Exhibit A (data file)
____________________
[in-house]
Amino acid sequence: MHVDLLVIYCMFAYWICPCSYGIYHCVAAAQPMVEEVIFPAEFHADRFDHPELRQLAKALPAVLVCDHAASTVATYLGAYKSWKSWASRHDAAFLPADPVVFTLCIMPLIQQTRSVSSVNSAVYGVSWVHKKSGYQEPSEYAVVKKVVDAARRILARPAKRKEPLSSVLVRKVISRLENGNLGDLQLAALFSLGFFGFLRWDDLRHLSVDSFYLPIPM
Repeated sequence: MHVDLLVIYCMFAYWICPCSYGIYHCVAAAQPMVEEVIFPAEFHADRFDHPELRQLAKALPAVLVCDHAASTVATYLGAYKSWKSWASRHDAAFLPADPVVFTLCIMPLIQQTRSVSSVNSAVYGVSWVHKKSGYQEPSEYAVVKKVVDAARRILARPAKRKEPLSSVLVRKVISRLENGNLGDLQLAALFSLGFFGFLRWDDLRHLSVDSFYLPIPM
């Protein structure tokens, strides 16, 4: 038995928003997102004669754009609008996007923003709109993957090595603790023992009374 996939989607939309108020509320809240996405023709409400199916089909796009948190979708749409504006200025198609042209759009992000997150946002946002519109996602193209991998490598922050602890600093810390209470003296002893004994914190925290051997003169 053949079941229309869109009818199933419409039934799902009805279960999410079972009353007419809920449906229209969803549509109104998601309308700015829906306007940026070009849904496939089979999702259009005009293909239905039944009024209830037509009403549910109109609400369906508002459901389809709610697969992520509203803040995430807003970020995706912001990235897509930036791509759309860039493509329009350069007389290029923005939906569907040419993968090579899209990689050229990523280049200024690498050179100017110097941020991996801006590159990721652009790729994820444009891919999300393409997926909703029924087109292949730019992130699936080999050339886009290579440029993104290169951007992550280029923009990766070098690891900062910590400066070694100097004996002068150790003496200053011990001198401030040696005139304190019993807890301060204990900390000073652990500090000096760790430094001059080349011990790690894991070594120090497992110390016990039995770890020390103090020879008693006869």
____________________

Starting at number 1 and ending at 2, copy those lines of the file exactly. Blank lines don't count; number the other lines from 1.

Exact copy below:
[in-house]
Amino acid sequence: MHVDLLVIYCMFAYWICPCSYGIYHCVAAAQPMVEEVIFPAEFHADRFDHPELRQLAKALPAVLVCDHAASTVATYLGAYKSWKSWASRHDAAFLPADPVVFTLCIMPLIQQTRSVSSVNSAVYGVSWVHKKSGYQEPSEYAVVKKVVDAARRILARPAKRKEPLSSVLVRKVISRLENGNLGDLQLAALFSLGFFGFLRWDDLRHLSVDSFYLPIPM